A newly released analysis by Statistics Canada provides further insight into how the level of income does not always fully provide an accurate picture of a household’s capacity to buy a home in Metro Vancouver.
The study examined 2018 data and found that the Vancouver housing market has a median price-to-income ratio (PIR) of 7.4, whereby the price is more than seven times the annual income.
The highest median PIRs were 17.2 in West Vancouver and 12.2 in Richmond, where median sale prices are $683,000 (similar to the overall median across Metro Vancouver) and $2.33 million, respectively. Buyers in West Vancouver earned double the income of buyers in Richmond but purchased properties with a median price over three times higher.
“The decoupling of property prices and income in the Vancouver Census Metropolitan Area may signify that wealth, which is not represented in the income measure, plays an important part in the purchase of properties or that higher levels of indebtedness are required to purchase a home,” reads the analysis.
“Additionally, the income measure excludes capital gains and includes only the income reported the year the property was purchased, leaving out all unreported income.”
Moreover, the median PIR of the lowest income quintile was substantially high in Metro Vancouver, reaching 28.6. In contrast, as the study also examined Nova Scotia and New Brunswick, the lowest income quintile had lower median PIRs of 7.3 in Halifax and 4.4 in Moncton.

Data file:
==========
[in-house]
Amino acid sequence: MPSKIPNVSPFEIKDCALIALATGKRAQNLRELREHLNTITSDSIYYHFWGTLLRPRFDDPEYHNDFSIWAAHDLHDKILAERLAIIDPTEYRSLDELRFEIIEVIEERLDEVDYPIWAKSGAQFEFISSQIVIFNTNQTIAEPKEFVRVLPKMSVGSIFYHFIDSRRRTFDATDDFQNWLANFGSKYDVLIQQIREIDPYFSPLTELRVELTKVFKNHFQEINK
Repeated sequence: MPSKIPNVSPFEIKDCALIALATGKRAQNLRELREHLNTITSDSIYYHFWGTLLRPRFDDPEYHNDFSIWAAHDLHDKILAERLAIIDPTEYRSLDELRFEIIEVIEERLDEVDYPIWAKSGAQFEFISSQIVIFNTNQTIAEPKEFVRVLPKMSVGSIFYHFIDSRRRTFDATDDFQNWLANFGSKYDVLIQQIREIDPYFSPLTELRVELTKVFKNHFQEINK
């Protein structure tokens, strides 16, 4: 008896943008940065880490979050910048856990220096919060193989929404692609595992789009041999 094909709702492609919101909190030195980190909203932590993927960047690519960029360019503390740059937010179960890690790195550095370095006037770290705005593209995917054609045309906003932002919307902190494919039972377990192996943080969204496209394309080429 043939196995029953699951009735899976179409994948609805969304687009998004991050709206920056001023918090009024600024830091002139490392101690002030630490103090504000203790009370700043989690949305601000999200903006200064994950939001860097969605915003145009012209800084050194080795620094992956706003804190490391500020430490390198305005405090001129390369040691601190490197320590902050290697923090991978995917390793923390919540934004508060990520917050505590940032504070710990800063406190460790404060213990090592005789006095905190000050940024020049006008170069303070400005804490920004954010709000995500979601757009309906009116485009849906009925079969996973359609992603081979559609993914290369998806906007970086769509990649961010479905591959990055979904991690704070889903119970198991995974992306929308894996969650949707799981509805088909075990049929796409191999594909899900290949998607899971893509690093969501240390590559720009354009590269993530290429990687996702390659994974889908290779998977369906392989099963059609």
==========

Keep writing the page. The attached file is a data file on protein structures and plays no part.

For the top income quintile, the ratios are lower — 3.9 for Vancouver, 1.8 for Halifax, and 1.4 for Moncton.
The higher the PIR, the larger the financial burden on the homeowner will be, requiring a higher level of debt or other capital to cover financing.
The analysis cites another study that found that over half of the properties in Vancouver, Toronto, and Halifax in the lowest income quintile were owned by individuals receiving pension income, compared to about a quarter of those in the highest income quintile.
It was also found that buyers in the lowest income quintile were older than those in other quintiles. The median age of BC buyers in the lowest quintile was 50, while that of buyers in the third and fourth quintiles was 41.
“This suggests that since buyers in the lowest income quintile are older, they may have had additional time to accumulate wealth, which could result in more capital saved for the purchase of their property,” states the analysis, including the possibility that they may have accumulated wealth through the sale of a previous home.
Overall in BC, properties acquired by at least one immigrant had a median PIR over 50% higher (7.3) than those bought by non-immigrants (4.7). The largest difference was in the lowest income quintile, with properties purchased by at least one immigrant buyer had a PIR of 26.5 compared to non-immigrants at 13.1.
The median PIR to BC amongst all homebuyers combined was 5.4.